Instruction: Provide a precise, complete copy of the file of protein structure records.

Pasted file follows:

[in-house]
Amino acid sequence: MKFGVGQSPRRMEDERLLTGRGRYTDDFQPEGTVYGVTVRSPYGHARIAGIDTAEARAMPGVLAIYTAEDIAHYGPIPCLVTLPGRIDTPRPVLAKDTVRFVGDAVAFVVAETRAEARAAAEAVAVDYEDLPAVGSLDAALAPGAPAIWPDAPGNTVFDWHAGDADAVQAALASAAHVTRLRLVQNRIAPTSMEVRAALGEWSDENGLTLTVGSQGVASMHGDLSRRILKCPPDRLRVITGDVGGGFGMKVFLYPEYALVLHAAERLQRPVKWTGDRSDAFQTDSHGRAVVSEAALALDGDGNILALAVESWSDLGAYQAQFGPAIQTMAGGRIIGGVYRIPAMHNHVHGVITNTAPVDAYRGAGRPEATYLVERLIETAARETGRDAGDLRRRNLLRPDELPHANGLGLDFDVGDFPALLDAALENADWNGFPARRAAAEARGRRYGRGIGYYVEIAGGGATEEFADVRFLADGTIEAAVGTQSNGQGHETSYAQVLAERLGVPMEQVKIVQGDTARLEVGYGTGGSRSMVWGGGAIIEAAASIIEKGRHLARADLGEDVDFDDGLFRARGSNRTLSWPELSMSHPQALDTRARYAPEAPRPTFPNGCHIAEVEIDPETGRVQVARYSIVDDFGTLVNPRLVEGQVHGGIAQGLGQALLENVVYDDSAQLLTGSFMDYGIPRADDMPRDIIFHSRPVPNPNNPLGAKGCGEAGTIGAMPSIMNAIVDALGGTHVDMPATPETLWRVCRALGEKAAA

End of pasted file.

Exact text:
[in-house]
Amino acid sequence: MKFGVGQSPRRMEDERLLTGRGRYTDDFQPEGTVYGVTVRSPYGHARIAGIDTAEARAMPGVLAIYTAEDIAHYGPIPCLVTLPGRIDTPRPVLAKDTVRFVGDAVAFVVAETRAEARAAAEAVAVDYEDLPAVGSLDAALAPGAPAIWPDAPGNTVFDWHAGDADAVQAALASAAHVTRLRLVQNRIAPTSMEVRAALGEWSDENGLTLTVGSQGVASMHGDLSRRILKCPPDRLRVITGDVGGGFGMKVFLYPEYALVLHAAERLQRPVKWTGDRSDAFQTDSHGRAVVSEAALALDGDGNILALAVESWSDLGAYQAQFGPAIQTMAGGRIIGGVYRIPAMHNHVHGVITNTAPVDAYRGAGRPEATYLVERLIETAARETGRDAGDLRRRNLLRPDELPHANGLGLDFDVGDFPALLDAALENADWNGFPARRAAAEARGRRYGRGIGYYVEIAGGGATEEFADVRFLADGTIEAAVGTQSNGQGHETSYAQVLAERLGVPMEQVKIVQGDTARLEVGYGTGGSRSMVWGGGAIIEAAASIIEKGRHLARADLGEDVDFDDGLFRARGSNRTLSWPELSMSHPQALDTRARYAPEAPRPTFPNGCHIAEVEIDPETGRVQVARYSIVDDFGTLVNPRLVEGQVHGGIAQGLGQALLENVVYDDSAQLLTGSFMDYGIPRADDMPRDIIFHSRPVPNPNNPLGAKGCGEAGTIGAMPSIMNAIVDALGGTHVDMPATPETLWRVCRALGEKAAA